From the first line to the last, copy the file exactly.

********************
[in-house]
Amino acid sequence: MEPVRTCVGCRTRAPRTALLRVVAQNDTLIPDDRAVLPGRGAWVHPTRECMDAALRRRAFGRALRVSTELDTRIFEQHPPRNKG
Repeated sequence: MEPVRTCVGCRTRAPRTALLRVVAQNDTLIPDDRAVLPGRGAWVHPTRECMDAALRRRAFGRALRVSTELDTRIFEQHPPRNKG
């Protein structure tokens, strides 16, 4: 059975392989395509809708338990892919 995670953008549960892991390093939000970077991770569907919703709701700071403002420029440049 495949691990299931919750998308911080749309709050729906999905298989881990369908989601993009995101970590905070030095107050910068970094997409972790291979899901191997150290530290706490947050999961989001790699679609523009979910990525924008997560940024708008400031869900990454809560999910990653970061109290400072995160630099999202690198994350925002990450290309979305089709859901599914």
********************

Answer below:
[in-house]
Amino acid sequence: MEPVRTCVGCRTRAPRTALLRVVAQNDTLIPDDRAVLPGRGAWVHPTRECMDAALRRRAFGRALRVSTELDTRIFEQHPPRNKG
Repeated sequence: MEPVRTCVGCRTRAPRTALLRVVAQNDTLIPDDRAVLPGRGAWVHPTRECMDAALRRRAFGRALRVSTELDTRIFEQHPPRNKG
């Protein structure tokens, strides 16, 4: 059975392989395509809708338990892919 995670953008549960892991390093939000970077991770569907919703709701700071403002420029440049 495949691990299931919750998308911080749309709050729906999905298989881990369908989601993009995101970590905070030095107050910068970094997409972790291979899901191997150290530290706490947050999961989001790699679609523009979910990525924008997560940024708008400031869900990454809560999910990653970061109290400072995160630099999202690198994350925002990450290309979305089709859901599914």